2 Biological datasets
2.1 Structure of the bacterioRhodopsin trimer/lipid complex
The light-driven proton pump bacterioRhodopsin (bR) was chosen as a model system for this study because it represents one of the most extensively studied transmembrane proteins. bR converts the energy of light into an electrochemical proton gradient, which in turn is used for Adenosine Triphosphate (ATP) production by the cellular ATP synthase . The part of bR that traverses the membrane usually consists of seven helices. Transmembrane helices are usually about 20 amino acids in length. Figure 2 shows the seven helices in bR in perpendicular views . The helices are connected by loops that are exposed to the aqueous environment on either side of the membrane and that, therefore, consist of residues with polar side chains [14–16]. The bR helices are lettered A, B, C, D, E, F and G, starting from the N-terminus and ending at the C-terminus .
Figure 1 shows that the maximum rupture length of the unfolded bR molecule would be 92 aa (~ 29 nm) if the tip binds to the CD loop, and 158 aa (~ 50 nm) if the tip binds to the AB loop; the last potential barrier would be built by the G-helix. By selecting the F-D curves exhibiting an overall length between 180-220 aa (~ 60 - 70 nm) we are sure to analyze only curves from bR molecules that were attached by their C-terminus to the SMFS tip [16, 18].
2.2 Analysis of bR unfolding pathway
To evaluate the quality and performance of our method, we used a dataset on the bR protein including 26 F-D curves. Our goal is the detection of possible unfolding pathways in bR [19–21]. Figure 1 shows a typical F-D curve. The force (pN) is either output by the AFM or it is computed by multiplying the cantilever deflection (nm) with the spring constant (pN/nm). The distance is the tip-sample separation (nm) between the cantilever tip and the sample surface (the length of the extended protein); this is either output by the AFM or else it is computed by subtracting the deflection from the Z-sensor (nm).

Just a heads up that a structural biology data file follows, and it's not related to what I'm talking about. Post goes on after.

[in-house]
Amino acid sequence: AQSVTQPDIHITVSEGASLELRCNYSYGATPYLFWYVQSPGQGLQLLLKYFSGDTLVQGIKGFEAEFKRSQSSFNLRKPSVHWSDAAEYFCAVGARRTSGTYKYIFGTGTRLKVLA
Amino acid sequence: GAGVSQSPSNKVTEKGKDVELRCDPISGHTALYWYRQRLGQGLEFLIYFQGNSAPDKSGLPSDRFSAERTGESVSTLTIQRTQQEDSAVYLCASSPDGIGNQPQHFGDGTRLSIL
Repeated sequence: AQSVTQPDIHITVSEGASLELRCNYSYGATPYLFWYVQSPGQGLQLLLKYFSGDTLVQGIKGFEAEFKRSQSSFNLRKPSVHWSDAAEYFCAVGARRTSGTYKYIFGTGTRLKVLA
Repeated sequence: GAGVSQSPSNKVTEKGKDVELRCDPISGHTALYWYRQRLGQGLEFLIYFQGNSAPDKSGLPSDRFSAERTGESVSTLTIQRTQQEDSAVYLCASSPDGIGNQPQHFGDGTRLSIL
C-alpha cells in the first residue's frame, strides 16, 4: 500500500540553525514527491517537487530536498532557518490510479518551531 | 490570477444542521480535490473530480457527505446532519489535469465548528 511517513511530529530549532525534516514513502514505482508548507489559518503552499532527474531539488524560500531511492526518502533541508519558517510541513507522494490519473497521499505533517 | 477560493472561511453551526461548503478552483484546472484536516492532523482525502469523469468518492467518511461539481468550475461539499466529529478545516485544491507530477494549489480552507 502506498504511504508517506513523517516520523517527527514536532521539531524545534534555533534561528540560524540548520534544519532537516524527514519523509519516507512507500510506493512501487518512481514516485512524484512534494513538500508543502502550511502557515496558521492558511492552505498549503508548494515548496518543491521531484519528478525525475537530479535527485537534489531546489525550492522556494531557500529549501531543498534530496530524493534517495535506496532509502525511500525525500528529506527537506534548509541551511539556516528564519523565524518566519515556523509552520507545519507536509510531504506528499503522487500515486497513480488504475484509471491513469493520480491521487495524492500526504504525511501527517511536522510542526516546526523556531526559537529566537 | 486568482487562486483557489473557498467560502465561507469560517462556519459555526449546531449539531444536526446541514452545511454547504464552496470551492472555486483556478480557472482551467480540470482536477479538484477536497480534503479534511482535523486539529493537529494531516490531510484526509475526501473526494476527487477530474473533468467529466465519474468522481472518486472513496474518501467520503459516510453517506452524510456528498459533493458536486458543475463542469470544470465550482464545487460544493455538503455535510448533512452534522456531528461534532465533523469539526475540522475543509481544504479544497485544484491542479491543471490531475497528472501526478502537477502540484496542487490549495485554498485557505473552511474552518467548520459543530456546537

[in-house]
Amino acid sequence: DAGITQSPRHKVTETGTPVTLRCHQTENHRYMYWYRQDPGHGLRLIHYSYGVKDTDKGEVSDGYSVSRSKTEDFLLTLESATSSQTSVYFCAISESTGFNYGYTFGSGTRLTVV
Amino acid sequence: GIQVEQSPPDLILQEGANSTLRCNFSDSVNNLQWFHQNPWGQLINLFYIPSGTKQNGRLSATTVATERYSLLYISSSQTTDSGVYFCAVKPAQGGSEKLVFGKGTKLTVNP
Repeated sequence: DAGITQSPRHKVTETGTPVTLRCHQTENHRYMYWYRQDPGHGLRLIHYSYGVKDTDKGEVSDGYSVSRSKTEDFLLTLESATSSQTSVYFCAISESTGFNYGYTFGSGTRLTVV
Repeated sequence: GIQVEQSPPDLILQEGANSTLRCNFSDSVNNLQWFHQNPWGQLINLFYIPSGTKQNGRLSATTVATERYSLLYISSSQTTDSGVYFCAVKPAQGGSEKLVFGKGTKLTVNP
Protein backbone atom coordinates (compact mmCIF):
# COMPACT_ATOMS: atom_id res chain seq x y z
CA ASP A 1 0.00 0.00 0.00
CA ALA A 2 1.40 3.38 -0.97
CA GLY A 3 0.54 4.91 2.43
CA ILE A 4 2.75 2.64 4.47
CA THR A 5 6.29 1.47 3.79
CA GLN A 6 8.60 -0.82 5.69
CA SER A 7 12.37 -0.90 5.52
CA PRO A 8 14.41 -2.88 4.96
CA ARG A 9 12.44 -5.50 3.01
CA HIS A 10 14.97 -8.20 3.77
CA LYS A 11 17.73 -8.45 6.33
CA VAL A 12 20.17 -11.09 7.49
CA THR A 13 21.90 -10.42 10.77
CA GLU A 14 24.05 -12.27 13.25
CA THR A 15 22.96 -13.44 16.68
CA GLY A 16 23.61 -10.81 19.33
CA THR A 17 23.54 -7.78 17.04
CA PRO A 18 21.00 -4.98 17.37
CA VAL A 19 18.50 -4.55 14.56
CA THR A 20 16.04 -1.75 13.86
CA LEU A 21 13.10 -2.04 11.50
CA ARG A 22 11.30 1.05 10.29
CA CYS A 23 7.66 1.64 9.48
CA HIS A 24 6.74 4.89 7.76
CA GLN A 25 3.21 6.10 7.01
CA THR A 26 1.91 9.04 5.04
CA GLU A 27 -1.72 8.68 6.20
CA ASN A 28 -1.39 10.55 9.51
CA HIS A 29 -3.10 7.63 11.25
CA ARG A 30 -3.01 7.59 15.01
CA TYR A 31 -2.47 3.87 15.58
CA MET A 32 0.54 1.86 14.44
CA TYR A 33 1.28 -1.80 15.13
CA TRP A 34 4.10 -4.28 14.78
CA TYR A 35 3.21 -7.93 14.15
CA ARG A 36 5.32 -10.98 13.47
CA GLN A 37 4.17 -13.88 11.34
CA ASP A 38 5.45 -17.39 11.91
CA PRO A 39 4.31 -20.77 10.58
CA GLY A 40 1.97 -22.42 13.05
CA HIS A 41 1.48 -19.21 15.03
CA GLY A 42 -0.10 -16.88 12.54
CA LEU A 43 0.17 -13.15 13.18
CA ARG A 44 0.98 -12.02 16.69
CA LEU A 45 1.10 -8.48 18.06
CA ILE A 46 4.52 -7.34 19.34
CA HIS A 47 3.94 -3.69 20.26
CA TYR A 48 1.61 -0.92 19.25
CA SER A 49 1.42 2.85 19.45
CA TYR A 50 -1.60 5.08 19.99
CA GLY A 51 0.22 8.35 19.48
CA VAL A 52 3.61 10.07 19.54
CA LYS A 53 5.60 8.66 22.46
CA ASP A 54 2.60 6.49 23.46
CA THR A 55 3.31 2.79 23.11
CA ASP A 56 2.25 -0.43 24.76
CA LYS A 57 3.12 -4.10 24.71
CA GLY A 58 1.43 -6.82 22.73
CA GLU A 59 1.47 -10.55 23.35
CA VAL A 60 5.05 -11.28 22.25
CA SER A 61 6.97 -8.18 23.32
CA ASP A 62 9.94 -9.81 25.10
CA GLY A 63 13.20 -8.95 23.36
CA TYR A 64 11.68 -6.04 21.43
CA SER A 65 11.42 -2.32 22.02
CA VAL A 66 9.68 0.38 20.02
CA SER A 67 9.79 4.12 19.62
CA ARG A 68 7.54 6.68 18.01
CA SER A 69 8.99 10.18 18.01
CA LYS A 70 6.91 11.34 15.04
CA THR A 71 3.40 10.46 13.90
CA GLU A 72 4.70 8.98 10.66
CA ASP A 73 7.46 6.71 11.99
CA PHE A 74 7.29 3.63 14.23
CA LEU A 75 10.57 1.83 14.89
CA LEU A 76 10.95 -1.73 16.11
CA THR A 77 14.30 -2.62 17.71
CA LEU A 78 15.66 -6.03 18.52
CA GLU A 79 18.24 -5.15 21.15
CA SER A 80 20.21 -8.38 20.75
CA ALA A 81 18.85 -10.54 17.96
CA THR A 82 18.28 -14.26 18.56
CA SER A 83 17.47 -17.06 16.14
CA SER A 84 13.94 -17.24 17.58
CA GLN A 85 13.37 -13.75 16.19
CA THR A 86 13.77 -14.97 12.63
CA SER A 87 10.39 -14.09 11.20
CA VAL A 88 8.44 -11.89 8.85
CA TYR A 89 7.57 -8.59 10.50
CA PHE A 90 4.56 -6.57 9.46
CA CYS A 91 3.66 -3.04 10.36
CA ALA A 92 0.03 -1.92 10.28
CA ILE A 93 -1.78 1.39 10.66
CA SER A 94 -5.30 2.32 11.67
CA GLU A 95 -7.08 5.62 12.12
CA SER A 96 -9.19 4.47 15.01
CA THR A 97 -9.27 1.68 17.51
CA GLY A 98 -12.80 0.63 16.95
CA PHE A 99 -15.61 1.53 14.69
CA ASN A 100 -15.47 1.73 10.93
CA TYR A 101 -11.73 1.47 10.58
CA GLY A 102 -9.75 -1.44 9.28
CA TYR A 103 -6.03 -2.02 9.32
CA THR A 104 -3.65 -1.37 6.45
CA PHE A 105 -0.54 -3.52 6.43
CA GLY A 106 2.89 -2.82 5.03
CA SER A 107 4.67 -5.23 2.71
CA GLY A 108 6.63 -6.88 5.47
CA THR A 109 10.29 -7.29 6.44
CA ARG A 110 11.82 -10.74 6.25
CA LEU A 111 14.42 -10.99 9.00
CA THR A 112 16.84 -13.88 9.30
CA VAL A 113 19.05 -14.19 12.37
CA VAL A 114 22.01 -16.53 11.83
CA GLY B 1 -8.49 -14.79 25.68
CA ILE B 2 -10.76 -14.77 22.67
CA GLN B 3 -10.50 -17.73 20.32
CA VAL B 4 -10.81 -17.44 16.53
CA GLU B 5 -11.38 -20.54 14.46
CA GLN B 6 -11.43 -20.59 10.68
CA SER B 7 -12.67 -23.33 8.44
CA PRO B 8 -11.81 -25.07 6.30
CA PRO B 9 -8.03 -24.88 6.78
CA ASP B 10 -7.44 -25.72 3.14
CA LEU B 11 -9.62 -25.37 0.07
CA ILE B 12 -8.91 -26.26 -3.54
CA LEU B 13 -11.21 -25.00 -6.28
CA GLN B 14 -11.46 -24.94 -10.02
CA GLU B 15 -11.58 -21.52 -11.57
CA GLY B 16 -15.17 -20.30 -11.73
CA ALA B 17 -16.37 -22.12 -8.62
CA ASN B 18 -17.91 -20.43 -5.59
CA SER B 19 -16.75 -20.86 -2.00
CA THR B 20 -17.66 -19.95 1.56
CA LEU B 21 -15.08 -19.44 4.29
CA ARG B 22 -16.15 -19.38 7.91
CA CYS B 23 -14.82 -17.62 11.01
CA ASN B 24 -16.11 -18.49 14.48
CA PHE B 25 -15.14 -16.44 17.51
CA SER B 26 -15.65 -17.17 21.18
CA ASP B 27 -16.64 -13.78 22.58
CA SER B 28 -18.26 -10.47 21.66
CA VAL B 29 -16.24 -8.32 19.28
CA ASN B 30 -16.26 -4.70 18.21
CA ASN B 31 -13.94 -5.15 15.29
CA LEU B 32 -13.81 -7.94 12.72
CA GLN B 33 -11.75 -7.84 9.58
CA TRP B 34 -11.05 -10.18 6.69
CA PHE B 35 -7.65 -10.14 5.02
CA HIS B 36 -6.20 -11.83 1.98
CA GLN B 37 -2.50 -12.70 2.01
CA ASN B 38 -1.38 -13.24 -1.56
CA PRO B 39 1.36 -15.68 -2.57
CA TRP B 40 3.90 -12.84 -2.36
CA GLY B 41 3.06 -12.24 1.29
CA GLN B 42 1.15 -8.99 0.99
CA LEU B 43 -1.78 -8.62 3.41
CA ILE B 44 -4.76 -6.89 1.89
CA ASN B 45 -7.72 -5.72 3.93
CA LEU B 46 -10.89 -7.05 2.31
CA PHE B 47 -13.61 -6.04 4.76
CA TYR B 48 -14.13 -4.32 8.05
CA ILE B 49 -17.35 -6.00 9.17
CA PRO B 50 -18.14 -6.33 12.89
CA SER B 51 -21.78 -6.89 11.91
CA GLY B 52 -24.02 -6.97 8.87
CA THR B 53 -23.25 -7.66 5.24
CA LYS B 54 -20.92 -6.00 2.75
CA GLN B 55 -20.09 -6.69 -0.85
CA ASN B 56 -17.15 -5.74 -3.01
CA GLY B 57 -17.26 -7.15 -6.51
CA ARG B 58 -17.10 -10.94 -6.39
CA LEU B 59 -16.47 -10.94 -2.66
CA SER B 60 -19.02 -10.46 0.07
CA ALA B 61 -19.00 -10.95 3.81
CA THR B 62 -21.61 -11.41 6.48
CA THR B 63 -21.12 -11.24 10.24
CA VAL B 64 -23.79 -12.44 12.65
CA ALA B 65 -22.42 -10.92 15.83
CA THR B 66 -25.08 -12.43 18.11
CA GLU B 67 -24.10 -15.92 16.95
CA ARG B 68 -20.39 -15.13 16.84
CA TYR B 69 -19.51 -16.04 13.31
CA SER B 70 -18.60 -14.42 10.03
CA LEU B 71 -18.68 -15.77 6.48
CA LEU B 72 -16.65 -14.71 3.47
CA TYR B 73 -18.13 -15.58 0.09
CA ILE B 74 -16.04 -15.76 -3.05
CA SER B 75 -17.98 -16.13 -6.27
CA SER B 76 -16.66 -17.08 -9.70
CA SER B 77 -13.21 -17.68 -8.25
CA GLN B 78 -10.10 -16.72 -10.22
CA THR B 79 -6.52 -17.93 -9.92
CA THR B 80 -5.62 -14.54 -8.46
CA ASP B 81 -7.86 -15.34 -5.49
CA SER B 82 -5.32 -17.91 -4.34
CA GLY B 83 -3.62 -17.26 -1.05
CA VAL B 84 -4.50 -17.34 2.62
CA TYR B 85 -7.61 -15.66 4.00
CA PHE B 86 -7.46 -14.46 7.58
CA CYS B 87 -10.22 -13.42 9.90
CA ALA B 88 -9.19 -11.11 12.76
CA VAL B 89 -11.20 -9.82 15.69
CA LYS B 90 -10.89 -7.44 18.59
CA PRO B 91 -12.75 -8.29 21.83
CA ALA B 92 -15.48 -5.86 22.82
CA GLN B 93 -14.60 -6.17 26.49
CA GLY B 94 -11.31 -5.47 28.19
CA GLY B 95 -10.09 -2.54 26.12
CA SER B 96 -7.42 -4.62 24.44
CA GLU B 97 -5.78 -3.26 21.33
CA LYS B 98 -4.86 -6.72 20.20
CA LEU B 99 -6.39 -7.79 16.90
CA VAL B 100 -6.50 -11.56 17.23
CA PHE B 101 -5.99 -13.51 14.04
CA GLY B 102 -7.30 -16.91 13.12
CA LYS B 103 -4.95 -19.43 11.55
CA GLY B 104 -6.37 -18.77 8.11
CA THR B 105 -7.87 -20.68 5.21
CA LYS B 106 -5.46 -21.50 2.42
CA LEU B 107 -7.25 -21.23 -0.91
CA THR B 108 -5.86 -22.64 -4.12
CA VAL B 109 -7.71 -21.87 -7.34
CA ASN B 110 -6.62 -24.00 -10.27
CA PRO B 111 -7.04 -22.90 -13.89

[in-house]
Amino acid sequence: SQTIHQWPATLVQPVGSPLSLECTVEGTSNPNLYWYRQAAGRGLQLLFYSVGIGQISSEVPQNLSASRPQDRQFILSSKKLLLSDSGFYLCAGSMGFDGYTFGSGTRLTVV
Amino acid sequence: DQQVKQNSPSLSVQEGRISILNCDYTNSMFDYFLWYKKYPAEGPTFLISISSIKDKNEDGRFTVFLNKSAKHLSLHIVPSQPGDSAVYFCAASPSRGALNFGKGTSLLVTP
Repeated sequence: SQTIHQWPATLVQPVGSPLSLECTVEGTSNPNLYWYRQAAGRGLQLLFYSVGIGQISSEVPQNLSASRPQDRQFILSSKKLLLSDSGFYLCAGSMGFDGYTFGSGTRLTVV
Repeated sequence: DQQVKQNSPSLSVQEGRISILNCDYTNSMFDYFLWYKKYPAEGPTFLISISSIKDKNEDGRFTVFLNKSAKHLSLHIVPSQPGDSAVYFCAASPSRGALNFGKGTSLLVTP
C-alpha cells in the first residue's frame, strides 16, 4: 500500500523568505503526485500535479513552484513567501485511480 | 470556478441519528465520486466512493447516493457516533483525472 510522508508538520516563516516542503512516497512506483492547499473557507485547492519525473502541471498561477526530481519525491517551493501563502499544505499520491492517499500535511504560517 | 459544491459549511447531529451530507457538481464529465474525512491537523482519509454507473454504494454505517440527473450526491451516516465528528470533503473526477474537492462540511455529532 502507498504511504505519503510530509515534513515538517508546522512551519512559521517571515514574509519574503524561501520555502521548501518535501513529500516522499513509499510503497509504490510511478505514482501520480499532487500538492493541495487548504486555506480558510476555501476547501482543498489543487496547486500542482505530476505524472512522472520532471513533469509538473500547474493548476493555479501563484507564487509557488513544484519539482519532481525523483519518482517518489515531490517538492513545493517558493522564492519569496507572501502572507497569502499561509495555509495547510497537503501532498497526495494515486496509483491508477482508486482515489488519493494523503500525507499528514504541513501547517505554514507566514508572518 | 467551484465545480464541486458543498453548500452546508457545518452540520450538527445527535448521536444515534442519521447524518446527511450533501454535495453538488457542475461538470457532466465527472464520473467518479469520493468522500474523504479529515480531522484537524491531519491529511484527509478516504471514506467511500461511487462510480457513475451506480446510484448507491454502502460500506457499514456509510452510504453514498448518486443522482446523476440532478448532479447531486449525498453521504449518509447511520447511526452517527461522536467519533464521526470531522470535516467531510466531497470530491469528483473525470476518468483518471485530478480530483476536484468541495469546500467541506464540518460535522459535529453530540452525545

The main unfolding pathway of bR is characterised by the presence of three main peaks, which suggest a pairwise unfolding of the transmembrane helices . On manual analysis of bR unfolding pathways it was found that besides three main peaks that occur in most F-D curves, other peaks referred to as side peaks occur with smaller probabilities indicating that bR can exhibit different unfolding intermediates. The goal of our algorithm is to match the peaks between different curves if they correspond to the same unfolding events; then, unfolding pathways can be distinguished on the basis of unfolding events.